V for Victory
“I don’t want people to be scared to come inside,” said Victoria Beckham, as the hefty concrete door, with its elongated panels, slid open to reveal her first store.
Where did that word “Posh” come from to describe the one-time Spice Girl? For the London shop that opens this week in Mayfair’s Dover Street is not “posh” – as in fake fancy – but rather a class act.
As Victoria walked up the monolithic, polished concrete staircase, designed by Farshid Moussavi Architecture, it is clear that in fashion terms she has arrived.
The designer has nurtured every piece of walnut wood, green glass and even the diagonal-grid ceiling that gives the interior a monumental look in terms of space but warmth from its materials.
“It is very important that men can come and watch – like David, who sometimes goes shopping with me,” says Victoria, explaining that modular pieces of furniture can be placed and re-grouped in the large upstairs clothing space. This is where David Beckham could pop in for a shopper’s rest and refuel.
Hovering over all three floors, the concrete ceiling alone “took seven builders, seven days a week for nine weeks” to create, according to Victoria, who deliberately chose an architect who was not familiar with designing retail spaces.
The general effect is of streamlined grandeur. The building is modern, minimalist and those stairs alone seem like a sculpture.
From the ground floor, with its denim and VVB collection at more affordable prices (from ?510 up to ?1,195), the shopper looks through a glass panel to another selling area beneath.
It all starts with handbags, those badges of honour for any glam brand. On the white shelves, luring in customers, are un-fussy bags in blush pink and cream, followed by shopper bags in black with a swirl of scarlet and small red clutches with gilded chain handles. The prices are expensive, but not catastrophically so (the shoppers are ?995).
“The moment people come into the store, they feel the brand through my eyes,” says Victoria, showing off the small leather goods that are a new category for her brand. Prices for the wallets, credit-card holders, key chains and key rings run from ?150 to ?480.
As we moved forward my eye was caught by metallic sunglasses in shocking pink and turquoise blue on a metal and glass tower of shelves. But that chilly construction was set against diamond-shaped benches in grainy walnut wood.
I could not work out whether the zigzag, pale gold rails were supposed to read as Vs for Victoria.
The clothes were very “her”, such as little, streamlined dresses in white, black, red and a few polka dots. They looked almost too small for their hefty, gilded walnut hangers. Prices for these dresses start at around ?500.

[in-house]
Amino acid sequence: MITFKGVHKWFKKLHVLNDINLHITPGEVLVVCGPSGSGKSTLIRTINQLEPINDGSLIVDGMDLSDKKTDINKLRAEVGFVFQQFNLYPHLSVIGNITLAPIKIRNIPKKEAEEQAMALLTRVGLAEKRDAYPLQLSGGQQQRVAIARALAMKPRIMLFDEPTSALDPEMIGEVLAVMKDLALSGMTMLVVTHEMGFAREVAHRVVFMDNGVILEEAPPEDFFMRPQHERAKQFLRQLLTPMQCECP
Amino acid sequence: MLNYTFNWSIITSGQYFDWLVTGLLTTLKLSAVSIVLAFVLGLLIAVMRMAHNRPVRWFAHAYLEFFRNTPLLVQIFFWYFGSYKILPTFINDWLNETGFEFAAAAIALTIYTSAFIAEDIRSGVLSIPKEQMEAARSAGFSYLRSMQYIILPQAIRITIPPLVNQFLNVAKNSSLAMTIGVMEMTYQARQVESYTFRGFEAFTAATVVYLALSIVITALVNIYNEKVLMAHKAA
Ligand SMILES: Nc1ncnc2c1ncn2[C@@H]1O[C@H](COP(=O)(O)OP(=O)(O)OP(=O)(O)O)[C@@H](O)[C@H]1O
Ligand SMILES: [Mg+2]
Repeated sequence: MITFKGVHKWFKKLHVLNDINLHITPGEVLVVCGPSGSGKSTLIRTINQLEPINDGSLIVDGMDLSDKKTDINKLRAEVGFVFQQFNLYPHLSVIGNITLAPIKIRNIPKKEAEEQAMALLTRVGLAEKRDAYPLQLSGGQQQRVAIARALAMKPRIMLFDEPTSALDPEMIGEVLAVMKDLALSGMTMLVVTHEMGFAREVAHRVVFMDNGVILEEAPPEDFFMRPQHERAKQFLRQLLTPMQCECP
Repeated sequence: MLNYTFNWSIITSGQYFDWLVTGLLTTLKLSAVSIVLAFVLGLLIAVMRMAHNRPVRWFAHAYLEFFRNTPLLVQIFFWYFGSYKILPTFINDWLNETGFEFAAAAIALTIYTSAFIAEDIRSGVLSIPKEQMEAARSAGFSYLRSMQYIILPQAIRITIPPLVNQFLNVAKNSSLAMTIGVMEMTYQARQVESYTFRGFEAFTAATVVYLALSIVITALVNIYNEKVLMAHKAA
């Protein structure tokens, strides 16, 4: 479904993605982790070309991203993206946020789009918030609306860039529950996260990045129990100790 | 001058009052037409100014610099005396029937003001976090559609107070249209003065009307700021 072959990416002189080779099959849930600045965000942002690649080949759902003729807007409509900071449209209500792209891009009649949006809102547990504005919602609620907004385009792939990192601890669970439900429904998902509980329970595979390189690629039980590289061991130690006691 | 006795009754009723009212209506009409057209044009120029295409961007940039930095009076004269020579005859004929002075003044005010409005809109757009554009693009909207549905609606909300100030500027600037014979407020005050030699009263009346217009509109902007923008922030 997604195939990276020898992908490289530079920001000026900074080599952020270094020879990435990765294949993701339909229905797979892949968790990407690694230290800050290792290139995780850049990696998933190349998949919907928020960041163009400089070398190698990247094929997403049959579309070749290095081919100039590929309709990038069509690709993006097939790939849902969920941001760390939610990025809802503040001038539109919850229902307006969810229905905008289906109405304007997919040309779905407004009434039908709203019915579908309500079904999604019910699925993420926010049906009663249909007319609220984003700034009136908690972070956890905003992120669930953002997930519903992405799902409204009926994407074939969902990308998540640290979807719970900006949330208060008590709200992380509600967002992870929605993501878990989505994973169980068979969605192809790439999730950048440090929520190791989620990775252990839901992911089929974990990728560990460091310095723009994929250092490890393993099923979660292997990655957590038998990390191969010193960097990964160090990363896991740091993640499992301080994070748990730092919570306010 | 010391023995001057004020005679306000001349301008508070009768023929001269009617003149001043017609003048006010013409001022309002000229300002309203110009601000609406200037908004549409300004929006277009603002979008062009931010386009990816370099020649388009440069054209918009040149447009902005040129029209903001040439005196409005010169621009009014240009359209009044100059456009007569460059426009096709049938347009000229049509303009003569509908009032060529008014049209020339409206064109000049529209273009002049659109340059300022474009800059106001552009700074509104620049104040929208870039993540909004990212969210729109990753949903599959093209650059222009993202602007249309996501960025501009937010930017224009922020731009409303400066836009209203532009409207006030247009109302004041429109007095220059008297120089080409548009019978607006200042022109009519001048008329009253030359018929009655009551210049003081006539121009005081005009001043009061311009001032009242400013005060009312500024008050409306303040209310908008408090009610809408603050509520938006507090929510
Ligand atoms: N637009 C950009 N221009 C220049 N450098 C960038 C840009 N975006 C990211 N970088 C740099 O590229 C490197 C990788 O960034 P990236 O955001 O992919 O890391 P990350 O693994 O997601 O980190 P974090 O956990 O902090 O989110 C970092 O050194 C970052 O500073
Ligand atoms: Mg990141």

On our tour, Victoria drew my attention to something really big: the fitting rooms, so that you needn’t be in the personal shopping area to feel comfortable and coddled. And instead of having a till, the store has gone the Apple route, taking payments on the staff’s digital pads.
I followed Victoria up the staircase. She was balanced on pin-thin heels, with narrow black pants and a loose top.
In the large upstairs space, with its flexible furniture arrangement, we discussed how she sees her brand development in bricks-and-mortar stores. Victoria and David’s plan, in association with her mentor and one-third shareholder Simon Fuller of XIX Entertainment, is to focus on the London store, then to open in New York. Other key cities will follow.
“I really enjoy growing at a steady pace – attention to details is so important,” the designer says, explaining that after six years developing clothes and accessories, with shoes and small leather goods the newest categories, she envisages a subtle development for the next five years.
The clothes here in the ready-to-wear collection are her personal edit: stylish, deceptively simple, and expensive (from ?900 to ?3,000 for evening dresses, with one gown at ?5,800). This is roughly in line with other luxury brands.
Looking through the windows and across the street, one can see Dover Street Market, the dynamic and experimental design emporium developed by Adrian Joffe with Rei Kawakubo of Comme des Gar?ons.
“VB” as she is known in the fashion business, is not claiming to be edgy or especially inventive. But she is dedicated to her collections and has succeeded in creating an environment that mirrors her desire for the sleek and streamlined.
I am not sure if the concrete stairs would be user friendly for her daughter, but it would be great for energetic teenage boys. And knowing Victoria and how passionate she is about the store, I bet that she will bring her children here for a run around and to see her latest big adventure.